The new ordering of Europe in 1814/15

Profile portraits from the Congress of Vienna, snuffbox

Final act of the Congress of Vienna

*The Cake of the Kings*, caricature, 1815

Although posterity knows it best as the ‘dancing Congress’, the Congress of Vienna was in fact a highly serious event of power politics. It imposed a new order on Europe after the turmoil of the Napoleonic wars.

Profile portraits from the Congress of Vienna, snuffbox

Final act of the Congress of Vienna

*The Cake of the Kings*, caricature, 1815

The ‘Battle of Nations’ at Leipzig had seen Napoleon decisively defeated. In 1814/15, a congress was convened at Vienna in order to reorder Europe in the aftermath of the French Revolution. The fundamental idea behind this series of political negotiations between the European powers can be summarized in the catchword ‘Restoration’ – in other words, the re-establishment of the status quo before the French Revolution. The French caricature presents an ironic picture of Europe’s rulers dividing up the ‘cake’, that is to say, negotiating the borders between the states of their continent. In the Congress’s final act, Prince Metternich, who in his function as chairman described himself as the ‘coachman of Europe’, saw his goal made into reality, namely, the restoration of the balance of power between the five great powers of Europe: Russia, Great Britain, Austria, Prussia and France.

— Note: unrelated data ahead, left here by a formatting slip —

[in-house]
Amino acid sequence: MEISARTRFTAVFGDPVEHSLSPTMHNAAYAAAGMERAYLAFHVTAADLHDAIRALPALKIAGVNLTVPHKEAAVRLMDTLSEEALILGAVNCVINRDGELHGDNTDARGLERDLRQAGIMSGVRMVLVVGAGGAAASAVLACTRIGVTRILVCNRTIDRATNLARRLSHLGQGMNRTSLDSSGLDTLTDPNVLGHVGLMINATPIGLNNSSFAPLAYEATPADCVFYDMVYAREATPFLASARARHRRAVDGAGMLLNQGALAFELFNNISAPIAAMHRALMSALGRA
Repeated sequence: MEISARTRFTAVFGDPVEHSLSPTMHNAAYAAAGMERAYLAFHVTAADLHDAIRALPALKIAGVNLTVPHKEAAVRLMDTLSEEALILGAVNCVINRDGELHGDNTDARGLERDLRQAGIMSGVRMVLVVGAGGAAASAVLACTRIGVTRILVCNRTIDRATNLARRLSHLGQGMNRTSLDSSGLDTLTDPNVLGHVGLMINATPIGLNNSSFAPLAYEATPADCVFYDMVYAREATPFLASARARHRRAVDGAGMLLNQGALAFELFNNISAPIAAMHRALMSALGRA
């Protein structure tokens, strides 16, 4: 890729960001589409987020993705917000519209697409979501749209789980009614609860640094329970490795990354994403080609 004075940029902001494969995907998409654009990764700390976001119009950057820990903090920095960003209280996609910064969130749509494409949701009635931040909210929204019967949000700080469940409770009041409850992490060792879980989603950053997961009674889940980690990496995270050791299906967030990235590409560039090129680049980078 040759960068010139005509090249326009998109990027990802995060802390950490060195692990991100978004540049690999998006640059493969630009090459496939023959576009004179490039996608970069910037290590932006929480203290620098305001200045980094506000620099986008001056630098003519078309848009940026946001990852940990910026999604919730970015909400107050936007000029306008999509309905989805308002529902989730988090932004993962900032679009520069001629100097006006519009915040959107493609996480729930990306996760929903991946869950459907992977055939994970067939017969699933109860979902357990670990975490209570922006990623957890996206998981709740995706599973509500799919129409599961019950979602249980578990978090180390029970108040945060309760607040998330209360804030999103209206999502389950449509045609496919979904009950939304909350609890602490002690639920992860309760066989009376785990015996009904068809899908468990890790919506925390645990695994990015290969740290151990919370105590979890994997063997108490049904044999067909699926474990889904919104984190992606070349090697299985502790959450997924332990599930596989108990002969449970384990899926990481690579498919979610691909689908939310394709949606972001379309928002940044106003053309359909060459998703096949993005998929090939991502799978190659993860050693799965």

Although Austria had to accept certain smaller losses – the territories in Swabia and the Breisgau, the Austrian Netherlands and western Galicia – it emerged from the Congress strengthened, not least because of having extended its footing in Italy. However, it was precisely the fact of Habsburg rule in the Italian territories that paved the way for one of the most important conflicts of the nineteenth century.

In addition to the territorial changes, another significant step taken by the Congress of Vienna was the foundation of the German Confederation. Furthermore, only a few months after the conclusion of the Congress, the rulers of Austria, Prussia and Russia forged the Holy Alliance.

While the Congress of Vienna was a major political event mounted by the great powers of Europe, it was accompanied by a whole programme of activities, some official and some purely pleasurable, of which the famous comment that ‘the Congress is dancing’ was an apt illustration.

Stephan Gruber